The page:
n light canvas shoes with rubber soles. A rather antiquated shoe, and therefore an equally antiquated word. Your grandmother may refer to your trainers as plimsolls, but that doesn’t mean you should too.
n an awful item of clothing which consists of sort-of-dungarees which stop at the knee. Whilst popular in pre-World-War Britain, plus-fours these days are firmly in the realms of brightly-colours golfers or inbreds.
n, adj turtle-neck. A style of sweater in which the neck runs right up to the chin; far enough up to cover even the most adventurous of love-bites.
n gym shoes. A rather antiquated term. The confusion arises because in the U.S., it means high heels or stilettos.
n money-purse. A little bag that women generally keep money in. Brits call anything larger than a money-purse a “handbag.”
n backpack. One of those bags you wear over your shoulder on two straps (or one, if you want to look misguidedly fashionable). The word is used in the U.S. armed forces specifically to mean a framed pack, but in the U.K. it means any sort of backpack.
n Jock. A somewhat affluent youth who makes up for his lack of academic achievement by scoring on the playing field and in bed with young ladies.
n tights. I think. I don’t wear a lot of women’s underwear. Well, there was that one time.
n garters. The things used by women to hold up their stockings. They are not used by men to hold up their trousers (Brits call those devices “braces”) or their socks (they call those things, umm, “garters”).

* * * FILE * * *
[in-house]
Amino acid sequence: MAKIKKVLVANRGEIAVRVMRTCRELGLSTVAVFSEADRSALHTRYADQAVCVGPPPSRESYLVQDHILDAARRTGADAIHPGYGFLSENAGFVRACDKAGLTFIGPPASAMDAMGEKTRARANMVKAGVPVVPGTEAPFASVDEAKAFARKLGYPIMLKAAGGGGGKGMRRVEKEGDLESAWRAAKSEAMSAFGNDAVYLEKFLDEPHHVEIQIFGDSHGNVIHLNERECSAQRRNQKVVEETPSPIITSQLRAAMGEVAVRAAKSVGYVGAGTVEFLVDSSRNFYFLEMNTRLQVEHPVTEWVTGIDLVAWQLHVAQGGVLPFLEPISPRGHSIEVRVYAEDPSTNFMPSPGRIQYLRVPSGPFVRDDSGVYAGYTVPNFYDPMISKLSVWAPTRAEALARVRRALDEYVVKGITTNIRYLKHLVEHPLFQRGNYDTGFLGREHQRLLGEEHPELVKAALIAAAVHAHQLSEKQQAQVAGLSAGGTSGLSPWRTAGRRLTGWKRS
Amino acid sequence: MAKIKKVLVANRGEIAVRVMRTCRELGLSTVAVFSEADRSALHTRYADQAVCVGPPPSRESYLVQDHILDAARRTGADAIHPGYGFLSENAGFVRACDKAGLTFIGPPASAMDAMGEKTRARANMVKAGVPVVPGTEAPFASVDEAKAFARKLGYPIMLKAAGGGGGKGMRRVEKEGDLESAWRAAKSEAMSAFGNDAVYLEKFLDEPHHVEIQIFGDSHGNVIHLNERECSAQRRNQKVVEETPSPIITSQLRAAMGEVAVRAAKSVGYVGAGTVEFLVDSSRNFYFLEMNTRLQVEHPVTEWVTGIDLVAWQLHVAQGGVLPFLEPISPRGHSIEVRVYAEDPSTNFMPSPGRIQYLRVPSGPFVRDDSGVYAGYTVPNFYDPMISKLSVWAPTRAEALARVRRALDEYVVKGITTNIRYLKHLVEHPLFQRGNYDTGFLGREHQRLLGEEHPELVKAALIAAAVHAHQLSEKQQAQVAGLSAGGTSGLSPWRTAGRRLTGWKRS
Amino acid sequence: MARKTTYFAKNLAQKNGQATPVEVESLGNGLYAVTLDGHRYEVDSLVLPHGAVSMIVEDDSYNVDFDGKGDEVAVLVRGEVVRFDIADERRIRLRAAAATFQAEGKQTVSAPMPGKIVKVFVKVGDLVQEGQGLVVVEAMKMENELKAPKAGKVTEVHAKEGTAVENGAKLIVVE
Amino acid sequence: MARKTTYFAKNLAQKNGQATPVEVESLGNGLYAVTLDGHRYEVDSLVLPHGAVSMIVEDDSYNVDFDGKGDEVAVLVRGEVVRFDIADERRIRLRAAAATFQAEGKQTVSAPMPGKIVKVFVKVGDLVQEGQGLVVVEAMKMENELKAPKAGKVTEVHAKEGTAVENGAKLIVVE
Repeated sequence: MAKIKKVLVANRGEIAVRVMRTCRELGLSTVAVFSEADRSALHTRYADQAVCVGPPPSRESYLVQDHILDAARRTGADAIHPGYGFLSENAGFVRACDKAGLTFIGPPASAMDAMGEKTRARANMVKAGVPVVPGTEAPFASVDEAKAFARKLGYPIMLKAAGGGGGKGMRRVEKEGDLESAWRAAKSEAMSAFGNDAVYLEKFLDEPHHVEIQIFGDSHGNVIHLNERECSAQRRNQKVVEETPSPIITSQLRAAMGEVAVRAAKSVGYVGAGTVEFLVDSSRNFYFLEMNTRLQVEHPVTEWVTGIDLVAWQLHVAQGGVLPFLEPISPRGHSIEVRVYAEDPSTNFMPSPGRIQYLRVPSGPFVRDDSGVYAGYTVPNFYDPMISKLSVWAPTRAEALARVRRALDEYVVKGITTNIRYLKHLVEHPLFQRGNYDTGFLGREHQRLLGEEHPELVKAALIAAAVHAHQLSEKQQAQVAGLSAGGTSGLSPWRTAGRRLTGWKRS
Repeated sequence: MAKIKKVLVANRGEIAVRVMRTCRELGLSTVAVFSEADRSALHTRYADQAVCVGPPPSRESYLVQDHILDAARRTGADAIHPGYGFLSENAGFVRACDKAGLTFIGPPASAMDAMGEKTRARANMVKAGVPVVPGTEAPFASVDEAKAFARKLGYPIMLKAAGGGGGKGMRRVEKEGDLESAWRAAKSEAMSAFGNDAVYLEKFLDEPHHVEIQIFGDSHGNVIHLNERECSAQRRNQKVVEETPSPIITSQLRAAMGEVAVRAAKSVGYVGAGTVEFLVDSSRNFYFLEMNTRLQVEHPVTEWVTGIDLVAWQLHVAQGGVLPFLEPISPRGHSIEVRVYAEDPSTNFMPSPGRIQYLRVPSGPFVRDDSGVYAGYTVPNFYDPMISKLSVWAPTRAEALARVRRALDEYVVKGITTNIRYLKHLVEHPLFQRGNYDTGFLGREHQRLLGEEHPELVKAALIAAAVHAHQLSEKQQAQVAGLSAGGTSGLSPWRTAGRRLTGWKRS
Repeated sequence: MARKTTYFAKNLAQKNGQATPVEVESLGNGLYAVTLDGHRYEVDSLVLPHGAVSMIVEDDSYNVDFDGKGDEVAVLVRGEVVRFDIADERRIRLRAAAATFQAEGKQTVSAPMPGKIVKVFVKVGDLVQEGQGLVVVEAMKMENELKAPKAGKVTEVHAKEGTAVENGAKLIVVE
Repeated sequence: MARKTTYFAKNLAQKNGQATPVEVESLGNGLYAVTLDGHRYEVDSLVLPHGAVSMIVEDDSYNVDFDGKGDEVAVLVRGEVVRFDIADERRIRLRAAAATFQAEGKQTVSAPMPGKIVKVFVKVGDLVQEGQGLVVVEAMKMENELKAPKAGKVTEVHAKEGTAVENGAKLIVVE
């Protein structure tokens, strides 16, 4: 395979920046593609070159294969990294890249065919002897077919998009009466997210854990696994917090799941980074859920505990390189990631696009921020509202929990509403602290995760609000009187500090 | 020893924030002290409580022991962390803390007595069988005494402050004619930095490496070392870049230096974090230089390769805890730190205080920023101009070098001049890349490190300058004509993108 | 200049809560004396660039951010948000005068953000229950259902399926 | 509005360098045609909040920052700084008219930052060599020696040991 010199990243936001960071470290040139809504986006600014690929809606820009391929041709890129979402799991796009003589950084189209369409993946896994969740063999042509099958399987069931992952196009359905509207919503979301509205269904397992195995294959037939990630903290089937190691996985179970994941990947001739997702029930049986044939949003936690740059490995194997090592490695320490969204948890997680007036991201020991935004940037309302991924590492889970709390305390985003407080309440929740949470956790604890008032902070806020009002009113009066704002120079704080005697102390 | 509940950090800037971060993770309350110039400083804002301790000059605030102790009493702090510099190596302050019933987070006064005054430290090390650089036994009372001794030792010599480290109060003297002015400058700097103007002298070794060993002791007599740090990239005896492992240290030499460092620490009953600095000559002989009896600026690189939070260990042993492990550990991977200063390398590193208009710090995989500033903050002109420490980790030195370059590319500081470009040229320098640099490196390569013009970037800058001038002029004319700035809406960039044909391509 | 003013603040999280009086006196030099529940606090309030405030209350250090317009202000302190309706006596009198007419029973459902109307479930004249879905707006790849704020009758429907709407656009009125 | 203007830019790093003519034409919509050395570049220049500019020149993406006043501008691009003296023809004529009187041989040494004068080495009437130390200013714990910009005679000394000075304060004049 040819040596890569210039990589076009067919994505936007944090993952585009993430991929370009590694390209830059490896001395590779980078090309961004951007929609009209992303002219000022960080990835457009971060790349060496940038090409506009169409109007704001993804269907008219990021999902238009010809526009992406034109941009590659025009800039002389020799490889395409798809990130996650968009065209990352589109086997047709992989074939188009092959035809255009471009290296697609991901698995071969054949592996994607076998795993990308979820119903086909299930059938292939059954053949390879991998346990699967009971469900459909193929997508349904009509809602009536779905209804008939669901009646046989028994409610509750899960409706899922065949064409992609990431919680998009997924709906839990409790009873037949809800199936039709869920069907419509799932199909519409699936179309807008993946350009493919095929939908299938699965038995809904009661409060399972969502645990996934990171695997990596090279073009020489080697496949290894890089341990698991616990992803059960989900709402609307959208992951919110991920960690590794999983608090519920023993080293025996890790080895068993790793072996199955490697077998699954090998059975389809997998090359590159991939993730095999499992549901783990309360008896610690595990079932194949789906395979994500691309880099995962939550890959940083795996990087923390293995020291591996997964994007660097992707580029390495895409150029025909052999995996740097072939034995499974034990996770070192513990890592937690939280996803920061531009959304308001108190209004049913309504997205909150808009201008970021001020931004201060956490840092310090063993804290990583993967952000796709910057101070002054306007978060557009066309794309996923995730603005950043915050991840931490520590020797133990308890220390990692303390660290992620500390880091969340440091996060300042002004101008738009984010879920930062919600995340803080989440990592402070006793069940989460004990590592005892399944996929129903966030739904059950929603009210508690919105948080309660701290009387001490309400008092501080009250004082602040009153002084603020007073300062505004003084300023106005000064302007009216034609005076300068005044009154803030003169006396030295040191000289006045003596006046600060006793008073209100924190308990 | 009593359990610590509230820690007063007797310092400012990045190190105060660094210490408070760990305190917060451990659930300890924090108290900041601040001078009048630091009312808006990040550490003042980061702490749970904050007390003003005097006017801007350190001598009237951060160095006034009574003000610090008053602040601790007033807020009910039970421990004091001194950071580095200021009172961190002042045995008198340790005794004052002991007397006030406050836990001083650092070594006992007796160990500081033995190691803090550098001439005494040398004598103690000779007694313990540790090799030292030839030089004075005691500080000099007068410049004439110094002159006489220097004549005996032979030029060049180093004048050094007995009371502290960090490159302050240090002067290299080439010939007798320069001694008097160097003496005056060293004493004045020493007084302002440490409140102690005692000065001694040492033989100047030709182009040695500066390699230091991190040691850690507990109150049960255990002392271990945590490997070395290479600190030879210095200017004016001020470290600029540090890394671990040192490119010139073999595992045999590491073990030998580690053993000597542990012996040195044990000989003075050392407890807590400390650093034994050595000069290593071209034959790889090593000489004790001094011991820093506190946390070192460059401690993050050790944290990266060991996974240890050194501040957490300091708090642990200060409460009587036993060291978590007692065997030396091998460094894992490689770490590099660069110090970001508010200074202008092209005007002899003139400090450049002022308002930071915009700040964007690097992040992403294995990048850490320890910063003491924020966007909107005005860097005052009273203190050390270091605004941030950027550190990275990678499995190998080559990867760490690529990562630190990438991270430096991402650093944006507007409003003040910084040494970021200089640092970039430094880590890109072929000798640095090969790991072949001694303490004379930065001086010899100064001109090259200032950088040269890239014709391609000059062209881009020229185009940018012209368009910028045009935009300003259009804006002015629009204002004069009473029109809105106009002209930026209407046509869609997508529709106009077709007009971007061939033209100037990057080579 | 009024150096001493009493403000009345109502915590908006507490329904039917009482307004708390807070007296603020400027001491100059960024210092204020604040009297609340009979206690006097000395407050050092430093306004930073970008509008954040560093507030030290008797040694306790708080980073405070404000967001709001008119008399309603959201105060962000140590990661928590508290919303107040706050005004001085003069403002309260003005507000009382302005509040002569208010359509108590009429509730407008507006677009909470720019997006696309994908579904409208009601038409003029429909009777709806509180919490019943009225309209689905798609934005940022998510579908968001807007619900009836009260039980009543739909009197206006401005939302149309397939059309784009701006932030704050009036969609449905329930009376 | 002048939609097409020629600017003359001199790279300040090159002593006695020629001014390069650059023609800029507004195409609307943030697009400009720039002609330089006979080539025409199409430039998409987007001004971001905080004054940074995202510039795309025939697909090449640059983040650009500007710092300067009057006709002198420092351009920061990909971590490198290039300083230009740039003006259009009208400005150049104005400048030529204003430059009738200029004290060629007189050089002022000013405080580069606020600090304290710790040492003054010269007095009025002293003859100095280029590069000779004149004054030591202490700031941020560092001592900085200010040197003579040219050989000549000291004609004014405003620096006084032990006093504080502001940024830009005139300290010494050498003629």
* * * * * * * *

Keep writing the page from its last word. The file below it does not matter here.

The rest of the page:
n abbr “swimming cozzie” bathing suit. One of those women’s swimsuits that covers your midriff – not a bikini. I suppose technically there’s nothing to stop men wearing them either, though that’s perhaps less conventional. You can’t pigeonhole me.
n, adj plaid. The stripes-and-checkers pattern that Scotsmen use for their kilts but is also used for all sorts of things from throw rugs to tacky seat covers.
n pantyhose. I’m getting rather out of my depth here. Opaque, very thin women’s leggings and generally skin-coloured or black. “Tights” in the U.S. are generally coloured, thicker, more like leggings and rarely worn. All of this makes little difference to me because the only reason I’d ever think about buying either would be if I was considering a career in armed robbery.
n a men’s felt-type hat (generally brown). The hat inherited its name from the 1894 George du Maurier novel, Trilby. The novel was not about hats, and if it even mentioned a hat it was only really in passing. However, during the first stage adaptation of the novel, one of the main characters wore a hat of an as-yet-unnamed type. Someone evidently thought that this was a good a time as any to name the hat, and so it was.
n pants. In the U.K., “pants” are underpants, and so being “caught with your pants down” has even more graphic connotations.
n undershirt. The item of clothing worn under your shirt. What Americans call a “vest,” Brits call a “waistcoat.”
n vest. An odd sort of article of clothing worn over your shirt but under your jacket, often with a bow-tie. In the U.K., “vest” means something else, as usual.
n rubber boots; galoshes. A contraction of the term “Wellington boots,” which was the inventive name given to boots made popular by the Duke of Wellington. The further abbreviation “wellies” is also in common use.